Residential construction rose on a seasonally adjusted basis in December from the year-ago period, despite yearly totals at their lowest level since 1995.
The Census Bureau adjusted annual rate in December increased to $248.5 billion, a 0.7% and 3.8% gain in spending month-over-month and year-over-year. The nonadjusted rate for December fell to $17.8 billion from $20.5 billion in November, but rose from $17.2 billion a year earlier.
Actual housing construction spending for 2011 dipped 1.7% to $244.4 billion, its lowest mark since $228.1 billion 16 years ago. Government residential spending, which includes Section 8 and other public housing projects, plummeted 17% to $8.2 billion last year.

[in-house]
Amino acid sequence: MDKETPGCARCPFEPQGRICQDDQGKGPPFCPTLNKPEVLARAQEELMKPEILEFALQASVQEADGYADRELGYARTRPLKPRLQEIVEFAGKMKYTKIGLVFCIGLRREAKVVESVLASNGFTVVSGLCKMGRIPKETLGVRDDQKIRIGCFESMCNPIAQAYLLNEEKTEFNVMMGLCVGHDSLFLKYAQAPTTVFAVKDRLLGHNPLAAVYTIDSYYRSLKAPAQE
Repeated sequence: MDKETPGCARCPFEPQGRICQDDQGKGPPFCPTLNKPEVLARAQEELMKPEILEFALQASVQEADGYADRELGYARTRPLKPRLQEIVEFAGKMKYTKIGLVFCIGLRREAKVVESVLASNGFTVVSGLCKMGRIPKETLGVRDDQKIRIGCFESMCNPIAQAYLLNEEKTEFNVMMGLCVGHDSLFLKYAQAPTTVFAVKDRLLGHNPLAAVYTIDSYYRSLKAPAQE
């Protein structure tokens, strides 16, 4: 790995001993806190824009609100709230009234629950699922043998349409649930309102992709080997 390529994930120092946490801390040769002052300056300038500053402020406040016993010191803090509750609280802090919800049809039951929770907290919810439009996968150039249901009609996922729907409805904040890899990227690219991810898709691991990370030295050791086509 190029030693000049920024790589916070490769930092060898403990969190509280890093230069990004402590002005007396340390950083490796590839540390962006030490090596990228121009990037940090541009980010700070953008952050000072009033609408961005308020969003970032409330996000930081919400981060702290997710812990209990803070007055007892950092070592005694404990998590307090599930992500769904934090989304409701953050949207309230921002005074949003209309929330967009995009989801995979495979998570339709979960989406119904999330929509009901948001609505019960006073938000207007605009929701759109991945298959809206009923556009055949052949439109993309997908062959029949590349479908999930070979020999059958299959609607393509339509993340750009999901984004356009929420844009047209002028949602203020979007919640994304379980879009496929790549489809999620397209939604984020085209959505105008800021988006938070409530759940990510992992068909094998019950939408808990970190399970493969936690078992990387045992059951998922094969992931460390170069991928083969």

Private residential spending dropped 1.1% to $236.2 billion, including a minute 0.3% increase in new multifamily spending to $14.7 billion. Private single-family spending fell 5.1% to $106.8 billion.
New single-family home sales fell to a record low in 2011 as builders sold just 302,000 homes, the Commerce Department said Thursday.
Total construction expenditures of $816.4 billion in December rose on a seasonally adjusted basis 1.5% and 4.3% from month- and year-earlier figures.